Kepler had been eager to see Tycho Brahe since the latter had intimated that his observations had led him to a more accurate determination of the excent ricities of the orbits of the planets. By help of this, Kepler hoped that his theory might be made to accord more nearly with the truth; and on learning that Tycho was in Bohemia, he immediately set out to visit him, and arrived at Prague in January, 1600. From thence he wrote a second letter to Tycho, not having received the answer to his former apology, again excusing himself for the part he had appeared to take wilh Raimar against him. Tycho replied immediately in the kindest manner, and begged he would repair to him directly: —" Come not as a stranger, but as a very welcome friend; come and share in my observations with such instruments as I have with me, and as a dearly beloved associate." During his stay of three or four months at Benach, it was settled that Tycho should apply to the emperor, to procure him the situation of assistant in the observatory. Kepler then returned to Gratz, having previously received an intimation, that he might do so in safety. The plan, as it had been arranged between them was, that a letter should be procured from the emperor to the states of Styria, requesting that Kepler mightjoin Tycho Brahe for two years, and retain his salary during that time: B hundred florins were to be added annually by the emperor, on account of the greater dearness of living at Prague. But before everything was concluded, Kepler finally threw up his situation at Gratz, in consequence of new dissensions. Fearing that this would utterly put an end to his hopes of connecting himself with Tycho, he determined to revive his claims on the patronage of the Duke of Wirtemberg. With this view he entered into correspondence with Mastlin and some of his other friends at Tubingen, intending to prosecute his medical studies, and offer himself for the professorship of medicine in that university. He was dissuaded from this scheme by the pressing instances of Tycho, who undertook to exert himself in procuring a permanent settlement for him from the emperor, and assured him, even if that attempt should fail, that the language he had used when formerly inviting him to visit him at Hamburg, should not be forgotten. In consequence of this en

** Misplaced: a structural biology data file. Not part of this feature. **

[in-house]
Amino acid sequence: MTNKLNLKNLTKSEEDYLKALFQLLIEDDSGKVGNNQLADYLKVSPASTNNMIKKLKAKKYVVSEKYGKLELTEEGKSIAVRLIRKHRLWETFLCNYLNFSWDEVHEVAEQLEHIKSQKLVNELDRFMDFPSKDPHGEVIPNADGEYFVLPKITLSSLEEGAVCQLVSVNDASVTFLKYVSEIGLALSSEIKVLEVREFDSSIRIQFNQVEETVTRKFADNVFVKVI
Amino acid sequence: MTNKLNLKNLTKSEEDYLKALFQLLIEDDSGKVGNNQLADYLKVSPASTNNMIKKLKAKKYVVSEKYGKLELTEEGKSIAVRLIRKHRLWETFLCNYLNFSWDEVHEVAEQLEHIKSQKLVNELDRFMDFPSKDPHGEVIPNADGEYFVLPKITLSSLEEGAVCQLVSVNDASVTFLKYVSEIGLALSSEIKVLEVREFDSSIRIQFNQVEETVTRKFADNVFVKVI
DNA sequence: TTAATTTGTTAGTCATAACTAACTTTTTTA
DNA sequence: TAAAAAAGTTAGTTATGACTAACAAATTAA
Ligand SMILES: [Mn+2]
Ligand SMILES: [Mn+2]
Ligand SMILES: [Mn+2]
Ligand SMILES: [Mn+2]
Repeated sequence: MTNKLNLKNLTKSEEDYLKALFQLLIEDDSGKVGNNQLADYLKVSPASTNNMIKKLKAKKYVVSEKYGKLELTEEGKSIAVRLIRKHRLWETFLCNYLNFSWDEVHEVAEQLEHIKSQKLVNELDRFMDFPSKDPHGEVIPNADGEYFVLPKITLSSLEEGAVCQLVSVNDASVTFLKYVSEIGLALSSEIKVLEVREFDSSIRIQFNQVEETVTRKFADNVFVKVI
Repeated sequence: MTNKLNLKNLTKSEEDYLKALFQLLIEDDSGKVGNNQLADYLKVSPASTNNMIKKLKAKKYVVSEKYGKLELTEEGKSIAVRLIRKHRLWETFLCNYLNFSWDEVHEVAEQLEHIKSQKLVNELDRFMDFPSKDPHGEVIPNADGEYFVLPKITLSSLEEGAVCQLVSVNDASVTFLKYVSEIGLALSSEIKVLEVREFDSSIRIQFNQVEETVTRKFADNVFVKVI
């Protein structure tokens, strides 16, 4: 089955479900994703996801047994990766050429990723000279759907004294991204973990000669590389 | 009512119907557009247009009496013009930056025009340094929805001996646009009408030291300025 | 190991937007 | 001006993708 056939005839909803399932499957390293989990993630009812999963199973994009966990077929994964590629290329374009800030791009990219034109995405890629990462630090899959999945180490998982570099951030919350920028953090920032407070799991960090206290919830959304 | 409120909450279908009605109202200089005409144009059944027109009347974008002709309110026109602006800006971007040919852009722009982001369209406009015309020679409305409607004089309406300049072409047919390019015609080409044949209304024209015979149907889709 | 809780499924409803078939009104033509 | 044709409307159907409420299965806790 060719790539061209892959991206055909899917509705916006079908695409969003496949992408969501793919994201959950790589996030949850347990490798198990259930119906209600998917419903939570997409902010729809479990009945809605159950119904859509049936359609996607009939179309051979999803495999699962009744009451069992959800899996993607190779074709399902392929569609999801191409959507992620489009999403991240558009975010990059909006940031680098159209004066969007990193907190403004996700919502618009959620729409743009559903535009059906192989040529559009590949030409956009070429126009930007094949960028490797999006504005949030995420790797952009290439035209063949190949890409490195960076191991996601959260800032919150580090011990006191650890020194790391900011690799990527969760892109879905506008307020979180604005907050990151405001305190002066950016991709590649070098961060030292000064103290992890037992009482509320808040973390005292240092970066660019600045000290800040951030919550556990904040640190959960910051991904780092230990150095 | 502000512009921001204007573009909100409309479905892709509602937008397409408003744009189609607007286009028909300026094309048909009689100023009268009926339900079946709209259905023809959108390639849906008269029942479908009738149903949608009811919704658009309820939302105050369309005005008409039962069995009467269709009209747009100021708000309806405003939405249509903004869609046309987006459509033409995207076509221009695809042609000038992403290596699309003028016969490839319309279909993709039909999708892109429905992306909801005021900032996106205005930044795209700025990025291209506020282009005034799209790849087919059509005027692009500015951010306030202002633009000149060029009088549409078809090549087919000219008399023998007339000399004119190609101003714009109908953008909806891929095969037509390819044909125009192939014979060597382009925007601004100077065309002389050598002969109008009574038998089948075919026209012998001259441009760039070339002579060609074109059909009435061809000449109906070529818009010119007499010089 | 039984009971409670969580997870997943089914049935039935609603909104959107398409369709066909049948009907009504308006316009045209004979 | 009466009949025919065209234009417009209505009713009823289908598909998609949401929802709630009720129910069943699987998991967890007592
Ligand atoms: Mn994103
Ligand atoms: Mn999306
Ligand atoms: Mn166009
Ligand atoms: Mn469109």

couragement," Kepler abandoned his former scheme, and travelled again with his wife to Prague. He was detained along time on the road by violent illness, and his money became entirely exhausted. On this he wrote complainingly to Tycho, that he was unable without assistance to travel even the short distance which still separated them, far less to await much longer the fulfilment of the promises held out to him.

By his subsequent admissions, it appears that for a considerable time he lived entirely on Tycho's bounty, and by way of return, he wrote an essay against Raimar, and against a Scotchman named Liddell, professor at Rostoch and Helmstadt, who, like Raimar, had appropriated to himself the credit of the Tychonic system. Kepler never adopted this theory, and indeed, as the question merely regarded priority of invention, there could be no occasion, in the discussion, for an examination of its principles.

This was followed by a transaction, not much to Kepler's credit, who in the course of the following year, and during a second absence from Prague, fancied that he had some reason to complain of Tycho's lehaviour, and wrote him a violent letter, filled with reproaches and insults. Tycho appears to have behaved in this affair with great moderation: professing to be himself occupied with the marriage of his daughter, he gave the care of replying to Kepler's charges, to Ericksen, one of his assistants, who, in a very kind and temperate letter, pointed out to him the ingratitude of his behaviour, and the groundlessness of his dissatisfaction. His principal complaint seems to have been, that Tycho had not sufficiently supplied his wife with money during his absence. Ericksen's letter produced an immediate and entire change in Kepler's temper, and it is only from the humble recantation which he instantaneously offered that we learn the extent of his previous violence. "Most noble Tycho," these are the words of his letter, "how shall I enumerate or rightly estimate your benefits conferred on me! For two months you have liberally and gratuitously maintained me, and my whole family; you have provided for all my wishes; you have done me every possible kindness; you have communicated to me everything you hold most dear; no one, by word or deed, has intentionally injured me in anything: in short, not to your children, your wife, or yourself have you shown more indulgence than to me. This being so, as I am anxious to put upon record, I cannot reflect without consternation that I should have been so given up by God to my own intemperance, as to shut my eyes on all these benefits; that, instead of modest and respectful gratitude, I should indulge for three weeks in continual moroseness towards all your family, in headlong passion, and the utmost insolence towards yourself, who possess so many claims on my veneration from your noble family, your extraordinary learning, and distinguished reputation. Whatever I have said or written against the person, the fame, the honour, and the learning of your excellency; or whatever, in any other way, I have injuriously spoken or written, (if they admit no other more favourable interpretation,) as to my grief I have spoken and written many things, and more than I can remember; all and everything I recant, and freely and honestly declare and profess to be groundless, false, and incapable of proof." Hoffmann, the president of the states of Syria, who had taken Kepler to Prague on his first visit, exerted himself to perfect the reconciliation, and this hasty quarrel was entirely passed over.